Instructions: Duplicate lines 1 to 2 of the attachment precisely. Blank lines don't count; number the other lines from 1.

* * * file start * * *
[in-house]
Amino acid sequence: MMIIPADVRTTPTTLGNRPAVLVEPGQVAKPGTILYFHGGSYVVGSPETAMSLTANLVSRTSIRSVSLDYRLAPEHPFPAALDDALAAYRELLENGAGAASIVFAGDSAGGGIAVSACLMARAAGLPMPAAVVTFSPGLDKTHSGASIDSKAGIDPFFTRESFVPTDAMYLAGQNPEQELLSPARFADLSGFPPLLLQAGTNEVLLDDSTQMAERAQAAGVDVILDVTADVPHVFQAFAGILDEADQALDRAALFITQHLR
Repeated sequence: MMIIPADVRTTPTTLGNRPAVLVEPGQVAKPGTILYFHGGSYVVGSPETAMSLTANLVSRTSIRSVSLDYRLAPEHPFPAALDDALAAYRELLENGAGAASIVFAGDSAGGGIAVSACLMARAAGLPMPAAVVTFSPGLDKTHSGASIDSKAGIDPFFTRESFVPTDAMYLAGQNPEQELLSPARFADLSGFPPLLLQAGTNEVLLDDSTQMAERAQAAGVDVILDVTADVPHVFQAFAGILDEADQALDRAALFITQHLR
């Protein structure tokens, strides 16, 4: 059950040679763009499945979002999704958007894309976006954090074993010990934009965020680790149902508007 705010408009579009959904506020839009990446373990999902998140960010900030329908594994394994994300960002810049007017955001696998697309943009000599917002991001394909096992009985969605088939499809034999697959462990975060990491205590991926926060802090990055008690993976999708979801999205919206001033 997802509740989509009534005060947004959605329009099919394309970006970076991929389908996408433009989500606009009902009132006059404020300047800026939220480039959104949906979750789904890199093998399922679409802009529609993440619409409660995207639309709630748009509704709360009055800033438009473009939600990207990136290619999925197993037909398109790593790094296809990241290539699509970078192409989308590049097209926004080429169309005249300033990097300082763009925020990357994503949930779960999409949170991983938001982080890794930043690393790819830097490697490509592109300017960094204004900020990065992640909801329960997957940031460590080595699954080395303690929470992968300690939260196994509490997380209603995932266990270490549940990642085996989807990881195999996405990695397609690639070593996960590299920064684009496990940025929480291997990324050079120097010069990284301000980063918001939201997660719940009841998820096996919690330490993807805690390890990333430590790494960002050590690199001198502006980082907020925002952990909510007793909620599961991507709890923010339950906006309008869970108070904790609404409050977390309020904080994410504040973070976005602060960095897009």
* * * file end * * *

[in-house]
Amino acid sequence: MMIIPADVRTTPTTLGNRPAVLVEPGQVAKPGTILYFHGGSYVVGSPETAMSLTANLVSRTSIRSVSLDYRLAPEHPFPAALDDALAAYRELLENGAGAASIVFAGDSAGGGIAVSACLMARAAGLPMPAAVVTFSPGLDKTHSGASIDSKAGIDPFFTRESFVPTDAMYLAGQNPEQELLSPARFADLSGFPPLLLQAGTNEVLLDDSTQMAERAQAAGVDVILDVTADVPHVFQAFAGILDEADQALDRAALFITQHLR